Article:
7. ^ a b c d Poelstra, Jelmer W.; Vijay, Nagarjun; Bossu, Christen M.; et al. (2014). "The genomic landscape underlying phenotypic integrity in the face of gene flow in crows" (PDF). Science. 344 (6190): 1410–1414. Bibcode:2014Sci...344.1410P. doi:10.1126/science.1253226. ISSN 0036-8075. PMID 24948738. S2CID 14431499.
  8. ^ a b de Knijf, Peter (2014). "How carrion and hooded crows defeat Linnaeus's curse". Science. 344 (6190): 1345–1346. Bibcode:2014Sci...344.1345D. doi:10.1126/science.1255744. ISSN 0036-8075. PMID 24948724. S2CID 207790306. Further reading: [1]
  9. ^ Attenborough. D. 1998. The Life of Birds. pp.295 BBC ISBN 0563-38792-0
  10. ^ "Differences Between Crows, Ravens and Rooks – With Photos". Retrieved 24 January 2022.
  11. ^ "British Garden Birds – Carrion Crow". Retrieved 24 January 2022.
  12. ^ Holden, Peter (2012). RSPB Handbook of British Birds. Christopher Helm. p. 274. ISBN 978-1-4081-2735-3.
  13. ^ Pettifor, R. A (1990). "The effects of avian mobbing on a potential predator, the European kestrel, Falco tinnunculus". Animal Behaviour. 39 (5): 821–827. doi:10.1016/S0003-3472(05)80945-5. S2CID 53200478.
  14. ^ a b Nieder A.; et al. (2017). "Inside the corvid brain—probing the physiology of cognition in crows". Current Opinion in Behavioral Sciences. 16 (8): 8–14. doi:10.1016/j.cobeha.2017.02.005. S2CID 44291562.
  15. ^ Ditz, Helen; Nieder, Andreas (2016). "Numerosity representations in crows obey the Weber–Fechner law". Proceedings of the Royal Society B: Biological Sciences. 283 (1827): 20160083. doi:10.1098/rspb.2016.0083. PMC 4822466. PMID 27009227.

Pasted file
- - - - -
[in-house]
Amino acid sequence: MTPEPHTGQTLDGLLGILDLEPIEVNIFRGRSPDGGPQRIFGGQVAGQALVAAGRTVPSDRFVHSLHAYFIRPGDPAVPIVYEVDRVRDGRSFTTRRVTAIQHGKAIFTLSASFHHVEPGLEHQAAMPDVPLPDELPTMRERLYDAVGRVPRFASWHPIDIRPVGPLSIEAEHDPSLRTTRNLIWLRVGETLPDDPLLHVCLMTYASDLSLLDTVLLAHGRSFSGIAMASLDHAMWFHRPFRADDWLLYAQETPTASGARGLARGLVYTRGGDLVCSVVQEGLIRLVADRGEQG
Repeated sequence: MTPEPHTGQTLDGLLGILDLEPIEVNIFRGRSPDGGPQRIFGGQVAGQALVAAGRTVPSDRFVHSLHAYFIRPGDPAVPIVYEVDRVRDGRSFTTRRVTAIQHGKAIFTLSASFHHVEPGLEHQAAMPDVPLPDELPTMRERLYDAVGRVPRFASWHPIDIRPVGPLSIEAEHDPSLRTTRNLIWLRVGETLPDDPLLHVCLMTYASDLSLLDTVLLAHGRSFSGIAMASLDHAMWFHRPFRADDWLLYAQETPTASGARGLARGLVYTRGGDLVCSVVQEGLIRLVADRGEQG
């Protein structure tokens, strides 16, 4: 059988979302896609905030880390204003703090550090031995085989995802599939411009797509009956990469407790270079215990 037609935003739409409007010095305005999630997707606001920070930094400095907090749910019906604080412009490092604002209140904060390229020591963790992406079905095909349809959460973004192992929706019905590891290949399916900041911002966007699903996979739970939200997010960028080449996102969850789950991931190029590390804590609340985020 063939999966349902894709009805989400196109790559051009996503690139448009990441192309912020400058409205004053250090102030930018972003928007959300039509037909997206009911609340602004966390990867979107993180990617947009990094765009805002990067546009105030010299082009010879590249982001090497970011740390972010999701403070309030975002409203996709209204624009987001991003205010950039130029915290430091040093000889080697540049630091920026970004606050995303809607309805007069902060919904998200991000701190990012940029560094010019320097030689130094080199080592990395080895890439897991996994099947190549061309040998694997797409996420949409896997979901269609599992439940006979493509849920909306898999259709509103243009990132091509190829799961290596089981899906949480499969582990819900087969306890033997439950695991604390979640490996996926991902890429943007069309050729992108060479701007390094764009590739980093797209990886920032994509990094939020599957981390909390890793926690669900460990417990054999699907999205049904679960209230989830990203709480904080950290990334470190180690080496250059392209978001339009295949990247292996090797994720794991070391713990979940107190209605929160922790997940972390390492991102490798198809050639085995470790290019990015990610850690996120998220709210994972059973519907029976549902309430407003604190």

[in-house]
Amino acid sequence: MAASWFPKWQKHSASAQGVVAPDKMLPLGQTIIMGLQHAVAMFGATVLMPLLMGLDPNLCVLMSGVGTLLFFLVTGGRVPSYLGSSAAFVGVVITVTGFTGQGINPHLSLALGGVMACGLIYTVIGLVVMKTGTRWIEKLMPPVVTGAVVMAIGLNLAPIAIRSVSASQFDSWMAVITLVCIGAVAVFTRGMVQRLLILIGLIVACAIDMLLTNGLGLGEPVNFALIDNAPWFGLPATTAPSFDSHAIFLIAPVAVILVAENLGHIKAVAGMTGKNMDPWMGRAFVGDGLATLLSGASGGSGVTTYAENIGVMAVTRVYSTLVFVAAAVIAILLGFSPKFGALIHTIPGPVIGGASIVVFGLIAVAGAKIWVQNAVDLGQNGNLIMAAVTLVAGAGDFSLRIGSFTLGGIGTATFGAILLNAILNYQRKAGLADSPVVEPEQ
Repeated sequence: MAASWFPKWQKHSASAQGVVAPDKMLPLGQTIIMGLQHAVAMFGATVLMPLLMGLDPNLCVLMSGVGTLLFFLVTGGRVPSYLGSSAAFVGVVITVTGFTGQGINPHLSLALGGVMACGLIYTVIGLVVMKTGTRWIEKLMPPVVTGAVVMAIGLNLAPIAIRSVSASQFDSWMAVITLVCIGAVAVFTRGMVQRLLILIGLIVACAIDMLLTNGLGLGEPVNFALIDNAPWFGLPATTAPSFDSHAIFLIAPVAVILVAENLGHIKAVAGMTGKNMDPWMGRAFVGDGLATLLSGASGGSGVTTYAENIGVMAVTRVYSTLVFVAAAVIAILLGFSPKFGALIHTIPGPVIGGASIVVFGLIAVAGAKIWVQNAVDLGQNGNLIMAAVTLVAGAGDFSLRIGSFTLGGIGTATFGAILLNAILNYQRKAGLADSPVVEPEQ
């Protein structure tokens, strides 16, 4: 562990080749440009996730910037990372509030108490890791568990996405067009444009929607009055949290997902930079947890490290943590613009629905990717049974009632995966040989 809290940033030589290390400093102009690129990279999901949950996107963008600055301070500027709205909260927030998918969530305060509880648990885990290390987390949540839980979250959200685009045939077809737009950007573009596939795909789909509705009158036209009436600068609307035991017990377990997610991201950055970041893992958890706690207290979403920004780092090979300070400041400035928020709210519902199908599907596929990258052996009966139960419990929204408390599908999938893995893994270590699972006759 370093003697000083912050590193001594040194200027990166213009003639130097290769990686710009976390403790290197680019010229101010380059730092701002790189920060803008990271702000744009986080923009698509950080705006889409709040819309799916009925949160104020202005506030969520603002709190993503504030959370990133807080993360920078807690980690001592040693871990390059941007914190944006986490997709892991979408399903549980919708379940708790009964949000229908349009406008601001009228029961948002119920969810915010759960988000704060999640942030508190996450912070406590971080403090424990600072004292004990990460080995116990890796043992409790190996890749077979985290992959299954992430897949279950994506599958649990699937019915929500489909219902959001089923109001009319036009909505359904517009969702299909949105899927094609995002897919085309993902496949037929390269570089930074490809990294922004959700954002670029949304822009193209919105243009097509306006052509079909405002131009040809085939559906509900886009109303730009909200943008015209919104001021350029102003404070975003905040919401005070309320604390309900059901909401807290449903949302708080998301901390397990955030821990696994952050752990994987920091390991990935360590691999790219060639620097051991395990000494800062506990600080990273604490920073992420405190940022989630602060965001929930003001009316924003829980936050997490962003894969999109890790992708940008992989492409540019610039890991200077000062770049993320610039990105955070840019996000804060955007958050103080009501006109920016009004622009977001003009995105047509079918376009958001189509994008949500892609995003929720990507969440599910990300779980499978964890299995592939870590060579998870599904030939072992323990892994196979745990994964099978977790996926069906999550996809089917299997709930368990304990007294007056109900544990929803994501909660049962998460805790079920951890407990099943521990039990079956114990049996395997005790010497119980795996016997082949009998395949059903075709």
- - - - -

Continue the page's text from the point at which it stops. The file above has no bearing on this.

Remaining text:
16. ^ Andreas Nieder; Veit, Lena (28 November 2013). "Abstract rule neurons in the endbrain support intelligent behaviour in corvid songbirds". Nature Communications. 4: 2878. Bibcode:2013NatCo...4.2878V. doi:10.1038/ncomms3878. ISSN 2041-1723. PMID 24285080.
  17. ^ Brecht, Katharina F.; Wagener, Lysann; Ostojić, Ljerka; Clayton, Nicola S.; Nieder, Andreas (1 December 2017). "Comparing the face inversion effect in crows and humans". Journal of Comparative Physiology A. 203 (12): 1017–1027. doi:10.1007/s00359-017-1211-7. ISSN 1432-1351. PMC 5696503. PMID 28905251.
  18. ^ a b c James, Phillip. "Corvus corone (carrion crow)". Animal Diversity Web. Retrieved 18 December 2022.
  19. ^ British Trust for Ornithology (2005) Nest Record Scheme data.
  20. ^ Baglione, V.; Marcos, J. M.; Canestrari, D.; Ekman, J. (2002). "Direct fitness benefits of group living in a complex cooperative society of carrion crows, Corvus corone corone". Animal Behaviour. 64 (6): 887–893. doi:10.1006/anbe.2002.2007. S2CID 53200940.